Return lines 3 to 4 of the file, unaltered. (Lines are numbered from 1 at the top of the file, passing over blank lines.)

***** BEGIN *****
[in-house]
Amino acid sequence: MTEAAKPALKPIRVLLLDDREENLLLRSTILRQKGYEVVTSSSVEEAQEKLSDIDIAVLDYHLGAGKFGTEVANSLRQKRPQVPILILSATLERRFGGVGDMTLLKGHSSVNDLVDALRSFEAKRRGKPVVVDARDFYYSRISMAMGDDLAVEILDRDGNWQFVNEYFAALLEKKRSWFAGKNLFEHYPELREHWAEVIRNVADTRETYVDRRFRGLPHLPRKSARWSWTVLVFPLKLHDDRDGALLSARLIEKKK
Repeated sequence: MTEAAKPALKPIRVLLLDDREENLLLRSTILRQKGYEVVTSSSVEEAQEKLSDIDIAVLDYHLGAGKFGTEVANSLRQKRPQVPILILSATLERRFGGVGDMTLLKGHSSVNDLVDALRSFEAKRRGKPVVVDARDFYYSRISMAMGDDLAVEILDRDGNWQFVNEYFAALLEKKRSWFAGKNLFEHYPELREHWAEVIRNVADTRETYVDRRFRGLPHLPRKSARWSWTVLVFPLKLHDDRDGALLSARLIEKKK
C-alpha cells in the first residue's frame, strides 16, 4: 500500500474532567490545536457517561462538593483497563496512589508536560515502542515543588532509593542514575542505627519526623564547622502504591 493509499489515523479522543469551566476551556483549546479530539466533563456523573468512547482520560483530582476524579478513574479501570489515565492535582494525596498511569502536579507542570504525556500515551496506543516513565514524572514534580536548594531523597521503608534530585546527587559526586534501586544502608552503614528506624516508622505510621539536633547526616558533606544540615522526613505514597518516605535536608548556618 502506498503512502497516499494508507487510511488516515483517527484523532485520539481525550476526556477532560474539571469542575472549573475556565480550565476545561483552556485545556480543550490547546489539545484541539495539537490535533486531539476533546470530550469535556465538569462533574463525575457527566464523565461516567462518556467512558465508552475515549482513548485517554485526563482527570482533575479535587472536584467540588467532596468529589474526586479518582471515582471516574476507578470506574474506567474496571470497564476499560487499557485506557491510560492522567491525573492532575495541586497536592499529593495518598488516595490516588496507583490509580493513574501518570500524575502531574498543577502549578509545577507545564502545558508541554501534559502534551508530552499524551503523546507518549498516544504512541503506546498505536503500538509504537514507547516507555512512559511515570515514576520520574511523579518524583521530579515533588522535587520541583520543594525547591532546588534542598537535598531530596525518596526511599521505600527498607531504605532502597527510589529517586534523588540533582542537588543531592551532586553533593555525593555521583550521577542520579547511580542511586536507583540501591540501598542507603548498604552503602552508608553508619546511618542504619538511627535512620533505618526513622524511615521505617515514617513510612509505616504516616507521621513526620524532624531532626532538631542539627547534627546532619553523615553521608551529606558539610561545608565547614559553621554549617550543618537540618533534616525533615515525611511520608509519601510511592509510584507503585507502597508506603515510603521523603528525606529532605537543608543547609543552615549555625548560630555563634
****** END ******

Repeated sequence: MTEAAKPALKPIRVLLLDDREENLLLRSTILRQKGYEVVTSSSVEEAQEKLSDIDIAVLDYHLGAGKFGTEVANSLRQKRPQVPILILSATLERRFGGVGDMTLLKGHSSVNDLVDALRSFEAKRRGKPVVVDARDFYYSRISMAMGDDLAVEILDRDGNWQFVNEYFAALLEKKRSWFAGKNLFEHYPELREHWAEVIRNVADTRETYVDRRFRGLPHLPRKSARWSWTVLVFPLKLHDDRDGALLSARLIEKKK
C-alpha cells in the first residue's frame, strides 16, 4: 500500500474532567490545536457517561462538593483497563496512589508536560515502542515543588532509593542514575542505627519526623564547622502504591 493509499489515523479522543469551566476551556483549546479530539466533563456523573468512547482520560483530582476524579478513574479501570489515565492535582494525596498511569502536579507542570504525556500515551496506543516513565514524572514534580536548594531523597521503608534530585546527587559526586534501586544502608552503614528506624516508622505510621539536633547526616558533606544540615522526613505514597518516605535536608548556618 502506498503512502497516499494508507487510511488516515483517527484523532485520539481525550476526556477532560474539571469542575472549573475556565480550565476545561483552556485545556480543550490547546489539545484541539495539537490535533486531539476533546470530550469535556465538569462533574463525575457527566464523565461516567462518556467512558465508552475515549482513548485517554485526563482527570482533575479535587472536584467540588467532596468529589474526586479518582471515582471516574476507578470506574474506567474496571470497564476499560487499557485506557491510560492522567491525573492532575495541586497536592499529593495518598488516595490516588496507583490509580493513574501518570500524575502531574498543577502549578509545577507545564502545558508541554501534559502534551508530552499524551503523546507518549498516544504512541503506546498505536503500538509504537514507547516507555512512559511515570515514576520520574511523579518524583521530579515533588522535587520541583520543594525547591532546588534542598537535598531530596525518596526511599521505600527498607531504605532502597527510589529517586534523588540533582542537588543531592551532586553533593555525593555521583550521577542520579547511580542511586536507583540501591540501598542507603548498604552503602552508608553508619546511618542504619538511627535512620533505618526513622524511615521505617515514617513510612509505616504516616507521621513526620524532624531532626532538631542539627547534627546532619553523615553521608551529606558539610561545608565547614559553621554549617550543618537540618533534616525533615515525611511520608509519601510511592509510584507503585507502597508506603515510603521523603528525606529532605537543608543547609543552615549555625548560630555563634